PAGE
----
Seattle, WA -- Ever since moving to Seattle it’s become clear to me that though most of its inhabitants identify as liberals, the dominant white culture enables a culture of armchair liberals. When it comes to LGBT rights, Seattle will stand up, but when it comes to addressing issues that actually threaten the comfortable, largely white and privileged population of the Seattle, it’s another story.

In 2015, the Washington State Supreme Court started fining the state government $100,000 a day for continuing to underfund K-12 public education. In 2011, after a 9-month investigation, the Civil Rights Division of the United States Department of Justice sued the Seattle Police Department for a "pattern of excessive force” that violates the US Constitution and federal law.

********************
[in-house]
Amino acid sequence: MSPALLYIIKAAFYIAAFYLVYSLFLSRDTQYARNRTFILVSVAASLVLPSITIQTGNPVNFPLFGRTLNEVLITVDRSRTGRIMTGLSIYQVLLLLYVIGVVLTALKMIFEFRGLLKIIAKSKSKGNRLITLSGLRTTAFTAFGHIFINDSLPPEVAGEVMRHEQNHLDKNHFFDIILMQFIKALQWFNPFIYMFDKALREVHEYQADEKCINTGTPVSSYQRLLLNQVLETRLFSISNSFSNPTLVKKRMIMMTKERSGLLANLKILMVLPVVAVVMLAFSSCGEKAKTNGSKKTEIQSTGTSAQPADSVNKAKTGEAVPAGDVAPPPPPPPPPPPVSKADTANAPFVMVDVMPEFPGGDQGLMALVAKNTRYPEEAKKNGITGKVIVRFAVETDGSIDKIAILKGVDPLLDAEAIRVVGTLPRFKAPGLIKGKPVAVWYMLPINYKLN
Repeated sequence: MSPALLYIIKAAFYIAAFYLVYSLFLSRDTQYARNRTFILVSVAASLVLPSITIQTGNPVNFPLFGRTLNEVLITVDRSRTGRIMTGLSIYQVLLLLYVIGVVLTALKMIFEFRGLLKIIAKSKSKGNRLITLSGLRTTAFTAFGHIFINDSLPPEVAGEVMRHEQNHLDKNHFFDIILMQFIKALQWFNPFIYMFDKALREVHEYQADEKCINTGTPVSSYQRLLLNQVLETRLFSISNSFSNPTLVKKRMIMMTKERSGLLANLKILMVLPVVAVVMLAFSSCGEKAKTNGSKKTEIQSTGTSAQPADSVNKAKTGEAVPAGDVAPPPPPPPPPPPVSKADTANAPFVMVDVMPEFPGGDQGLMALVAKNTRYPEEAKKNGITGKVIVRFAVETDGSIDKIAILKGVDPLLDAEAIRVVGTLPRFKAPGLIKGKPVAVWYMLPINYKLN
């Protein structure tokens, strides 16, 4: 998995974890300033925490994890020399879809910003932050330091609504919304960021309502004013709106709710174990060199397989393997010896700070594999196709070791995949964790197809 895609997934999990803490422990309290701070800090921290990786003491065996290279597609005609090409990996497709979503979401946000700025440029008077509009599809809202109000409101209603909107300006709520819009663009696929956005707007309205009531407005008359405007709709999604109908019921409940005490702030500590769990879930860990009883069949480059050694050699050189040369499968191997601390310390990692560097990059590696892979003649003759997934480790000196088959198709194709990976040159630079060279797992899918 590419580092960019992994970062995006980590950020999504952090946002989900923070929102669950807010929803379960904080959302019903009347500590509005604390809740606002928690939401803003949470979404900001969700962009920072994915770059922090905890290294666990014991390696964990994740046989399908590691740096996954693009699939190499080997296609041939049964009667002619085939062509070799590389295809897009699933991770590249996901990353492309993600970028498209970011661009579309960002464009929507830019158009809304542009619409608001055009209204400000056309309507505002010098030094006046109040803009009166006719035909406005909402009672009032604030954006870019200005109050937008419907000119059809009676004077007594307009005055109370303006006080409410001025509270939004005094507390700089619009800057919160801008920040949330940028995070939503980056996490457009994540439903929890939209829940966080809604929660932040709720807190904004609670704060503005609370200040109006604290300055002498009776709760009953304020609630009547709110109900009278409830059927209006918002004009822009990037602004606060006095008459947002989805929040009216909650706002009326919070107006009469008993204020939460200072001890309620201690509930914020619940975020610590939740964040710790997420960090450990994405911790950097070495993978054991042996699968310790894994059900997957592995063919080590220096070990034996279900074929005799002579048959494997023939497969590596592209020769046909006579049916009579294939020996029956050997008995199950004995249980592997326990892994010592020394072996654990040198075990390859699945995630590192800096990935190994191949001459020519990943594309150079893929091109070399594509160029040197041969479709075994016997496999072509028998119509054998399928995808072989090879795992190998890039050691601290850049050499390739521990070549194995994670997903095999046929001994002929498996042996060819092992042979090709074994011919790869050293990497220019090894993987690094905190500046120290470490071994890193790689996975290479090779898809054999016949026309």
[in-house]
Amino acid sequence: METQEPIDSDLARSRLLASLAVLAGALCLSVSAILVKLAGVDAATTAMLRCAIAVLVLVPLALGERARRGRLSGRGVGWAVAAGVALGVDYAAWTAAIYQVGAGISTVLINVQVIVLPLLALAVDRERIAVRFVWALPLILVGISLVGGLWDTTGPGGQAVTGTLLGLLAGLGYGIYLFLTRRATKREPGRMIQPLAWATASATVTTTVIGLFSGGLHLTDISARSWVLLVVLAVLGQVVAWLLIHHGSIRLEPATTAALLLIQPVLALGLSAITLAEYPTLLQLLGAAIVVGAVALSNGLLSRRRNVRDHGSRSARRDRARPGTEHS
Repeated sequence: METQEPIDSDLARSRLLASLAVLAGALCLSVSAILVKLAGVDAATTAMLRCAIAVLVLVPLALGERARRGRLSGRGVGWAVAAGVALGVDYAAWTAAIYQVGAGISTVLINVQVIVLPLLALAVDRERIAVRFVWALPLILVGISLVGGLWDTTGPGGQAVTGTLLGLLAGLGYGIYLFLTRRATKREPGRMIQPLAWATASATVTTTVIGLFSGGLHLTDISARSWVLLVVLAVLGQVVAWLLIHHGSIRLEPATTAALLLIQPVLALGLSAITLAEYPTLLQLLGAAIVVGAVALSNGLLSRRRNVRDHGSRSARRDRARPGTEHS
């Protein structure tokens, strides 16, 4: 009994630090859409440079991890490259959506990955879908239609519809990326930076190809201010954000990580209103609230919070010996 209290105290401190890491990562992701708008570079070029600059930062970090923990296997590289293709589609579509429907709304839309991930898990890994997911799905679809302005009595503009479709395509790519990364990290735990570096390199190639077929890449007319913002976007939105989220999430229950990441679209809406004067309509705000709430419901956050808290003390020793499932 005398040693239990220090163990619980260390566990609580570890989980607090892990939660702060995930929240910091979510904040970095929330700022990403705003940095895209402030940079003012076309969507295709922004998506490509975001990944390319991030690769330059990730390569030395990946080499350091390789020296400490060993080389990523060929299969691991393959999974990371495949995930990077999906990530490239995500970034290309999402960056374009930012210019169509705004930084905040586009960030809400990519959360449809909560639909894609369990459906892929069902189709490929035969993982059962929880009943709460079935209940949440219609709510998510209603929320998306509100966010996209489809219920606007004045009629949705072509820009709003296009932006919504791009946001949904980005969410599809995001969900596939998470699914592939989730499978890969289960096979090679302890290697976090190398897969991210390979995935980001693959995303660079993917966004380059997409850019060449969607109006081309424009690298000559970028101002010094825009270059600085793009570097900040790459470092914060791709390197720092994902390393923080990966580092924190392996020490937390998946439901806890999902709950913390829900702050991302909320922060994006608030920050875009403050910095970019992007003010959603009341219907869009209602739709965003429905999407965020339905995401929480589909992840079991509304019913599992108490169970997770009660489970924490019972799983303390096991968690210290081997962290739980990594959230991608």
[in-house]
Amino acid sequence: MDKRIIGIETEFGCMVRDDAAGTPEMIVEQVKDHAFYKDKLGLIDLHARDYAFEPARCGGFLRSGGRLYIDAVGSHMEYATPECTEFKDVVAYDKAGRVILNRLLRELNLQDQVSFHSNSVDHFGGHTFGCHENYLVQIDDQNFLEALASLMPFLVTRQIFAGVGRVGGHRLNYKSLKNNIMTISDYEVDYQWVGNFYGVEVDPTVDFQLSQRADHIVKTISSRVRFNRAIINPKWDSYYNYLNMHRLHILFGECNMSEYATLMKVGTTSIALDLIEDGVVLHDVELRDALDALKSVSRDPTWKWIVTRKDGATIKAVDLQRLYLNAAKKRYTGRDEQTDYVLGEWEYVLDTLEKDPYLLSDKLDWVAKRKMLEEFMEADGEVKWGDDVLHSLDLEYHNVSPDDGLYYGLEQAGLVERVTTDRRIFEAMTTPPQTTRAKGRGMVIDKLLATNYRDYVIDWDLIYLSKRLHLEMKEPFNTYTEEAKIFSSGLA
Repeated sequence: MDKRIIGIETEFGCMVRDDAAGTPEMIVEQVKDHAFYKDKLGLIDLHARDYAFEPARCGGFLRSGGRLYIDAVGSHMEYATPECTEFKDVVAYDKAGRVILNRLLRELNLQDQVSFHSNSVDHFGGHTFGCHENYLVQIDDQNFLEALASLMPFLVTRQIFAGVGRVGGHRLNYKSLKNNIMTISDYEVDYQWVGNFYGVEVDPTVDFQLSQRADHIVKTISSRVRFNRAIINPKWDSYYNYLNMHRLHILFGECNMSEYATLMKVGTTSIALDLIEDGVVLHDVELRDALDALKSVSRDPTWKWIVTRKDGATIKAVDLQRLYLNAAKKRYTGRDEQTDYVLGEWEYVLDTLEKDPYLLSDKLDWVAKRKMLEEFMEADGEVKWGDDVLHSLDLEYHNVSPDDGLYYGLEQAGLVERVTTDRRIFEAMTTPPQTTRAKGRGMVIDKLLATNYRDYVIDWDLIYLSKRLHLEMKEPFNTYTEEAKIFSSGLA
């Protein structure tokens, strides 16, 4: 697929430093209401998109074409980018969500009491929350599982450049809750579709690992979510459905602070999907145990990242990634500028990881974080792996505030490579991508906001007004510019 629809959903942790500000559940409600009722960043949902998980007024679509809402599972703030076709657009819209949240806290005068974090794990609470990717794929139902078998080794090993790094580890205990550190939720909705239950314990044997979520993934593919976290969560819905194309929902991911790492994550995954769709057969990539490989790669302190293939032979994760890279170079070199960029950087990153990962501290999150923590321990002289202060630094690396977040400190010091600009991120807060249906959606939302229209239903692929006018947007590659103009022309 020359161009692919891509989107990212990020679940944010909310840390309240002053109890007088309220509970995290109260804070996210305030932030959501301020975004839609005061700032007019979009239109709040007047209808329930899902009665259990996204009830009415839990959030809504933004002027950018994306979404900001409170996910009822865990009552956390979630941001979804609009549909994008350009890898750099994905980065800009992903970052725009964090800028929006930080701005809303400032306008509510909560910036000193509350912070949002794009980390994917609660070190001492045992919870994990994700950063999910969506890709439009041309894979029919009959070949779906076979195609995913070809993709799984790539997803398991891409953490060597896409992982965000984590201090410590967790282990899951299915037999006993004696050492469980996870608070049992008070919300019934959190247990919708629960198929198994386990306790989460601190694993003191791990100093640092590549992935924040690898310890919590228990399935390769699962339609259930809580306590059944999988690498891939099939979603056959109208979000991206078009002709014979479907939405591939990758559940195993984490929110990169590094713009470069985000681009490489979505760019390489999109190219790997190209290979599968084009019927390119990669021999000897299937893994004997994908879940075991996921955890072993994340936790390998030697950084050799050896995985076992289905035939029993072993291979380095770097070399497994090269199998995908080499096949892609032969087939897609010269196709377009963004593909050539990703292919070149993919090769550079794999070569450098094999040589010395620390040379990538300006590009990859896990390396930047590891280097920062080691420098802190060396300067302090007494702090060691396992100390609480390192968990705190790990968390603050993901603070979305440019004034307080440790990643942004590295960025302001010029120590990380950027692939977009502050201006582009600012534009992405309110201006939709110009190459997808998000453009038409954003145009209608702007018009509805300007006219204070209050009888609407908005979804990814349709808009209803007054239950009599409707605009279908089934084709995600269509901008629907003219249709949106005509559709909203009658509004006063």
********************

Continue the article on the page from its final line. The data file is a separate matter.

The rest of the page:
This year, Washington has a second chance to address police brutality and in compliance with international human rights laws.


  

As it currently stands, Washington has some of the most feudal police use-of force-laws in the country. It is essentially impossible to prosecute a police officer for murder. As it is currently written, Washington law states that if a police officer kills someone, as long as the cop acted “without malice and with a good faith belief that such act is justifiable,” he or she is immune from prosecution. King County Prosecutor Dan Satterberg stated, “This almost perfect defense to a mistaken use of force has kept police officers out of court as defendants."

In fact, according to an analysis done by the SeattleTimes, from 2005 to 2014, 213 people were killed by police officers in Washington only one of whom has been prosecuted.